What Do You Take Away From Books When You Read?

Currently going through books like When Genius Failed, Barbarians at the Gate, and Liar's Poker. I'm curious what people are thinking when they read books like this/in general and what they take away from it?

I find myself reading through these curious what others are thinking as they read besides the overall story if you did not know it going in.

WSO Elite Modeling Package

  • 6 courses to mastery: Excel, Financial Statement, LBO, M&A, Valuation and DCF
  • Elite instructors from top BB investment banks and private equity megafunds
  • Includes Company DB + Video Library Access (1 year)

Comments (14)

Apr 5, 2021 - 9:49pm

Speaking to Barbarians at the Gate, I enjoyed every page. Was such a great read and had many moving parts. My takeaways are to be the 'KKR' whenever possible. Keep a pulse on your markets and maintain strong relationships. Also that Boards can be swayed by a good salesman.

  • 1
Apr 5, 2021 - 10:13pm

There's been quite a few books I've read that could've been summarized into an article. A book that I ran into a roadblock with was The Alchemy of Finance. The book isn't terrible but hard to follow and even harder because it documented events from that era (when the book was written) so I didn't have background on the events to make sense of them. If the author doesn't seem credible to you, then just scrap the book. There's plenty of other books out there that'll make you knowledgeable on real estate and other areas.

  • 1
Apr 5, 2021 - 10:08pm

Barbarians at the Gate was so good, finished it in a couple days. Basically took away what the poster above did. And often when I read I don't really look for meanings or lessons like I did in English class, I tend to just read and if it hits me it hits me. 
 

Also, I don't waste time with books I dont find interesting.

Apr 5, 2021 - 10:29pm

It's also interesting how what you're thinking changes with time. You can read the same book twice and get a totally different experience.

Liar's Poker is a great example. When I first read it as a college student, I was amazed by the stories and culture. I recently re-read large parts and was not such a fan. Today, I read it as someone who has literally been in finance 6 or 7 times longer than Michael Lewis when he wrote that book.

I'm very critical of the industry today, but the book that I would have written two years on the job (like Michael Lewis) versus one that I would write today (over a decade on the job) would be much different. I know that everyone on WSO is a Michael Lewis super fan, but honestly after rereading his stuff as a more mature business professional, I'm a little more lukewarm on him. Still like it but not crazy about the book either.

Learn More

300+ video lessons across 6 modeling courses taught by elite practitioners at the top investment banks and private equity funds -- Excel Modeling -- Financial Statement Modeling -- M&A Modeling -- LBO Modeling -- DCF and Valuation Modeling -- ALL INCLUDED + 2 Huge Bonuses.

Learn more
  • Analyst 1 in RE - Comm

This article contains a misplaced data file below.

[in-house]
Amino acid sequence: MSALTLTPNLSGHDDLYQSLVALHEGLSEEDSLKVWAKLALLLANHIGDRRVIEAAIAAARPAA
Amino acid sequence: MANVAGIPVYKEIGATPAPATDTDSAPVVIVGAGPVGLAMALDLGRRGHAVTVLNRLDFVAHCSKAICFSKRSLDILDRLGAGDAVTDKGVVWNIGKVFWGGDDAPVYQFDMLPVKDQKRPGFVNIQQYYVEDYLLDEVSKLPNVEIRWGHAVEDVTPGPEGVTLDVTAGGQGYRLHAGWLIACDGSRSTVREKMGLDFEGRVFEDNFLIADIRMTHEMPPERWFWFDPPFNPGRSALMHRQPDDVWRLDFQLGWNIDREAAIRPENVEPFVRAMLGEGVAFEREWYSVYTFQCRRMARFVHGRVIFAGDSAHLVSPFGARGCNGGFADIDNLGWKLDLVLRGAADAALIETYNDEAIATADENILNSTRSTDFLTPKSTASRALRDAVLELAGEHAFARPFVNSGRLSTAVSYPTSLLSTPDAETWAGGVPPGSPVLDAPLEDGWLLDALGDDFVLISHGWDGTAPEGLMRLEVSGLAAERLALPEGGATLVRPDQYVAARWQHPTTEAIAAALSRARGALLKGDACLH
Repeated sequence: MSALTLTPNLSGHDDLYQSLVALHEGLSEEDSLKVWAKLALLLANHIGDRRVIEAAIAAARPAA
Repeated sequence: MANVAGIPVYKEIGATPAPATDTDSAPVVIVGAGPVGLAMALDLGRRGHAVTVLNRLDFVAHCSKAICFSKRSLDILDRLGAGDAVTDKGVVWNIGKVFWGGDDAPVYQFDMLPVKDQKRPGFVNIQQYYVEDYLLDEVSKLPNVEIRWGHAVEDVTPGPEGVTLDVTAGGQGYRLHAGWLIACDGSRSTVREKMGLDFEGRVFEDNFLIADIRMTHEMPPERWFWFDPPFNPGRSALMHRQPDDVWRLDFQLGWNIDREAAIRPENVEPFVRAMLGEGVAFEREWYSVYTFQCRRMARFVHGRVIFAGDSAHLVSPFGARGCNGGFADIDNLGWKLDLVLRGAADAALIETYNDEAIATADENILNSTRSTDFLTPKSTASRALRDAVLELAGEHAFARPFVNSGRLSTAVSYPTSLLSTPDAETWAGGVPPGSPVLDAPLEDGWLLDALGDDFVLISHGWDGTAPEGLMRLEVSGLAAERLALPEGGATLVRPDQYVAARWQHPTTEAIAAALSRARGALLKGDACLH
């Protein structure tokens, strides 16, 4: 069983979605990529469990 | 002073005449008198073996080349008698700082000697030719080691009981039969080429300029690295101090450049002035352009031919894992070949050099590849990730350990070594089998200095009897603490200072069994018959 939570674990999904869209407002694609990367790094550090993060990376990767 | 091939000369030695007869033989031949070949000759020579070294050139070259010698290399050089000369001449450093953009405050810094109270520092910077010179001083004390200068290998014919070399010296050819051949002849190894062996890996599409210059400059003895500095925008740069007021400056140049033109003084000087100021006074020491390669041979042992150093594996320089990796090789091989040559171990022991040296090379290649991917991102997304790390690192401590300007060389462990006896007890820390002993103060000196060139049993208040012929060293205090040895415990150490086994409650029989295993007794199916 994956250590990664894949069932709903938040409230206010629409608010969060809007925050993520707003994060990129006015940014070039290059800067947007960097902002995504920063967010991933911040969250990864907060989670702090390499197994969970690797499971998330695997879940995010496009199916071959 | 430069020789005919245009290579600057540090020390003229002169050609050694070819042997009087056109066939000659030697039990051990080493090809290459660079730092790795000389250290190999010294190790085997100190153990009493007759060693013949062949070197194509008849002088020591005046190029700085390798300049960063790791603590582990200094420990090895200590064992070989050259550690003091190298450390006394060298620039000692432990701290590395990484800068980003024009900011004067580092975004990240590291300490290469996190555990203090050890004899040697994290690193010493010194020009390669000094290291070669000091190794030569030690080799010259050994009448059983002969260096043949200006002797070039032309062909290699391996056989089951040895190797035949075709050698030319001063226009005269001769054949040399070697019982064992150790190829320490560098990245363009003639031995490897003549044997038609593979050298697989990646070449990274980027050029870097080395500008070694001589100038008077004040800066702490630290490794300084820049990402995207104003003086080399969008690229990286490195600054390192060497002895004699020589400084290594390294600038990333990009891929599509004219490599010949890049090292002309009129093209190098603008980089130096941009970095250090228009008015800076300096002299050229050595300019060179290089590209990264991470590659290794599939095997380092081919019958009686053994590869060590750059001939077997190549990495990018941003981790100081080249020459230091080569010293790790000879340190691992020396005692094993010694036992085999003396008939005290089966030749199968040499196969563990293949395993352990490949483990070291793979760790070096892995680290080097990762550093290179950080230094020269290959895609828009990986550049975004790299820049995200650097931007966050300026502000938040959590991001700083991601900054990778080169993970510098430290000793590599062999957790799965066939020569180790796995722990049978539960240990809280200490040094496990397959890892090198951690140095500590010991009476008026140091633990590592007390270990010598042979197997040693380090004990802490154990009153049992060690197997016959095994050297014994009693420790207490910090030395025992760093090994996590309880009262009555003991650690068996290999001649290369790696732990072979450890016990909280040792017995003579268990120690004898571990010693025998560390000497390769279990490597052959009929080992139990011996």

Apr 5, 2021 - 10:45pm

I'm a recent grad around two years out of school and I have to agree on the author. From what I understand he was in the industry for 3-4 years, to me that hardly seems like enough time to be an expert and write a book. That was one of my initial thoughts when I looked up the background.

Apr 5, 2021 - 10:53pm

Yeah definitely. Also, he was a fixed income sales guy. Sure, it was the 80s and fixed income was huge at Solomon Brothers.  But just look at the general attitude on WSO. If I meet a person who is junior sales in a fixed income group, I'm not exactly impressed.....not a lot of posts on here about "How Do I Break into Fixed Income Sales"...

Good writer. Enjoyed the stories but at the end of the day, probably does not have the best and broadest scope of the industry.

Apr 6, 2021 - 2:20pm

I can't speak to anyone else here, but one of the reasons Lewis is so adored is because his writing and story-telling is really top notch. That's certainly the case for me, it's not easy to keep people so engaged when talking about mortgage bonds. Ditto for Tom Wolfe and Bonfire of the Vanities, although that's obviously far less finance focused.

Honestly, just re-read the opening chapter of Liar's Poker, where he explains the title of the book, and follow how he tells the story of the million-dollar-hand in parts, fills in the backstory when necessary, and pulls the whole thing together so tightly you barely realize what he's doing. It's a great example of telling a story with suspense, introducing characters and culture without conspicuously being verbose, and offers a great vignette that only obliquely is relevant to the main story of the book, but is very much in the spirit. 

Apr 6, 2021 - 8:12pm

IBWriterMachine

It's also interesting how what you're thinking changes with time.

Yeah good point. Our perspective changes with time and compounds on itself. 

"If you always put limits on everything you do, physical or anything else, it will spread into your work and into your life. There are no limits. There are only plateaus, and you must not stay there, you must go beyond them." - Bruce Lee

Apr 6, 2021 - 3:56pm

"If you always put limits on everything you do, physical or anything else, it will spread into your work and into your life. There are no limits. There are only plateaus, and you must not stay there, you must go beyond them." - Bruce Lee

Start Discussion

Total Avg Compensation

April 2021 Investment Banking

  • Director/MD (9) $911
  • Vice President (32) $350
  • Associates (180) $232
  • 2nd Year Analyst (102) $151
  • 3rd+ Year Analyst (25) $146
  • Intern/Summer Associate (95) $145
  • 1st Year Analyst (387) $131
  • Intern/Summer Analyst (315) $82